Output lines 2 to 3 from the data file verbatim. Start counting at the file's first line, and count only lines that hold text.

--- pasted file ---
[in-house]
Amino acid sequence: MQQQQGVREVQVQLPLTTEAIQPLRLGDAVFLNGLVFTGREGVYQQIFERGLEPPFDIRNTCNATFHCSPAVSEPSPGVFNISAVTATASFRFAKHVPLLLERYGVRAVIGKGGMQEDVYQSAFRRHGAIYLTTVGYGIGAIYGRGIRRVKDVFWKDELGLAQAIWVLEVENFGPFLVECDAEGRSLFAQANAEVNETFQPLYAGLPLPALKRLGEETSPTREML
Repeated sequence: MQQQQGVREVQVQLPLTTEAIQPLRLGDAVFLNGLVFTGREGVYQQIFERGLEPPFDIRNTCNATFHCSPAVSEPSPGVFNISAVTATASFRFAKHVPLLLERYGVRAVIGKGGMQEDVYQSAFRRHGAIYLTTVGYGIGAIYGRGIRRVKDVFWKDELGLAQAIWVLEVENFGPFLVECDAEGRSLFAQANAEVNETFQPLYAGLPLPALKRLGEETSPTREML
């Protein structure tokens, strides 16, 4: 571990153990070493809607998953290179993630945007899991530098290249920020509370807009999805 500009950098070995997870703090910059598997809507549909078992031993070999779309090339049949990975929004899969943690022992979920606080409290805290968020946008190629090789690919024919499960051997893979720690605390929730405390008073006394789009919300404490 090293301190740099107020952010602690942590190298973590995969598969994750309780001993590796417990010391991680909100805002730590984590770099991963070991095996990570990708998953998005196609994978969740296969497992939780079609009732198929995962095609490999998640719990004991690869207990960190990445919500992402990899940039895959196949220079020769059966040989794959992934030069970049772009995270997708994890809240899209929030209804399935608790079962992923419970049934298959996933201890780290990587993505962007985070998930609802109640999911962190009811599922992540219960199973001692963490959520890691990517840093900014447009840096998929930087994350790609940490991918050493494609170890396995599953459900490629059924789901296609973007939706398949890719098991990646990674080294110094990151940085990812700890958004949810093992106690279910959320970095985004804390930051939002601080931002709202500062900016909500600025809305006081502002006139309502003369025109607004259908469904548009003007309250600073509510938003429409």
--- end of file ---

Amino acid sequence: MQQQQGVREVQVQLPLTTEAIQPLRLGDAVFLNGLVFTGREGVYQQIFERGLEPPFDIRNTCNATFHCSPAVSEPSPGVFNISAVTATASFRFAKHVPLLLERYGVRAVIGKGGMQEDVYQSAFRRHGAIYLTTVGYGIGAIYGRGIRRVKDVFWKDELGLAQAIWVLEVENFGPFLVECDAEGRSLFAQANAEVNETFQPLYAGLPLPALKRLGEETSPTREML
Repeated sequence: MQQQQGVREVQVQLPLTTEAIQPLRLGDAVFLNGLVFTGREGVYQQIFERGLEPPFDIRNTCNATFHCSPAVSEPSPGVFNISAVTATASFRFAKHVPLLLERYGVRAVIGKGGMQEDVYQSAFRRHGAIYLTTVGYGIGAIYGRGIRRVKDVFWKDELGLAQAIWVLEVENFGPFLVECDAEGRSLFAQANAEVNETFQPLYAGLPLPALKRLGEETSPTREML